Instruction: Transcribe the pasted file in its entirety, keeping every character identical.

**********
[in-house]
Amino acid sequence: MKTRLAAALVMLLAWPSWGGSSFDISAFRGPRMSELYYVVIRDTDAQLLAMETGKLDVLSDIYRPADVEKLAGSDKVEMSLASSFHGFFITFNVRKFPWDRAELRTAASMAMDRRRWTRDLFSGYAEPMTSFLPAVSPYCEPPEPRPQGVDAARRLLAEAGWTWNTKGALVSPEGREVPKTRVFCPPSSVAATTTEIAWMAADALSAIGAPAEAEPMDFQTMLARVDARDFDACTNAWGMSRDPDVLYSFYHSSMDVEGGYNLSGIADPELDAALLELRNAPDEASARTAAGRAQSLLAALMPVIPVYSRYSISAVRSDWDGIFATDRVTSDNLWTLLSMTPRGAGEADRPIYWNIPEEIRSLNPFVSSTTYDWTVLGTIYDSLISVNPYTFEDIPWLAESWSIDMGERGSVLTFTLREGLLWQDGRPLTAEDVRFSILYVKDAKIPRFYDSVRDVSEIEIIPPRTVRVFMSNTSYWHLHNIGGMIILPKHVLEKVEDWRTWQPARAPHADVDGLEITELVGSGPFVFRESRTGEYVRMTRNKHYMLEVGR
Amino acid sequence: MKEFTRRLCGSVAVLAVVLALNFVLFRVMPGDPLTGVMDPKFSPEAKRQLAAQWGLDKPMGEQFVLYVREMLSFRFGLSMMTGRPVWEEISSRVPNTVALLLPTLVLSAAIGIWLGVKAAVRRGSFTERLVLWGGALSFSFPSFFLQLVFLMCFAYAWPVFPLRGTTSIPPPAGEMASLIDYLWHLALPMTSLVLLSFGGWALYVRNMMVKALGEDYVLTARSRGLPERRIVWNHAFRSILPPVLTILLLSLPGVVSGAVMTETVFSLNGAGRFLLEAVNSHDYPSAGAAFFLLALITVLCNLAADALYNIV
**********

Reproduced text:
[in-house]
Amino acid sequence: MKTRLAAALVMLLAWPSWGGSSFDISAFRGPRMSELYYVVIRDTDAQLLAMETGKLDVLSDIYRPADVEKLAGSDKVEMSLASSFHGFFITFNVRKFPWDRAELRTAASMAMDRRRWTRDLFSGYAEPMTSFLPAVSPYCEPPEPRPQGVDAARRLLAEAGWTWNTKGALVSPEGREVPKTRVFCPPSSVAATTTEIAWMAADALSAIGAPAEAEPMDFQTMLARVDARDFDACTNAWGMSRDPDVLYSFYHSSMDVEGGYNLSGIADPELDAALLELRNAPDEASARTAAGRAQSLLAALMPVIPVYSRYSISAVRSDWDGIFATDRVTSDNLWTLLSMTPRGAGEADRPIYWNIPEEIRSLNPFVSSTTYDWTVLGTIYDSLISVNPYTFEDIPWLAESWSIDMGERGSVLTFTLREGLLWQDGRPLTAEDVRFSILYVKDAKIPRFYDSVRDVSEIEIIPPRTVRVFMSNTSYWHLHNIGGMIILPKHVLEKVEDWRTWQPARAPHADVDGLEITELVGSGPFVFRESRTGEYVRMTRNKHYMLEVGR
Amino acid sequence: MKEFTRRLCGSVAVLAVVLALNFVLFRVMPGDPLTGVMDPKFSPEAKRQLAAQWGLDKPMGEQFVLYVREMLSFRFGLSMMTGRPVWEEISSRVPNTVALLLPTLVLSAAIGIWLGVKAAVRRGSFTERLVLWGGALSFSFPSFFLQLVFLMCFAYAWPVFPLRGTTSIPPPAGEMASLIDYLWHLALPMTSLVLLSFGGWALYVRNMMVKALGEDYVLTARSRGLPERRIVWNHAFRSILPPVLTILLLSLPGVVSGAVMTETVFSLNGAGRFLLEAVNSHDYPSAGAAFFLLALITVLCNLAADALYNIV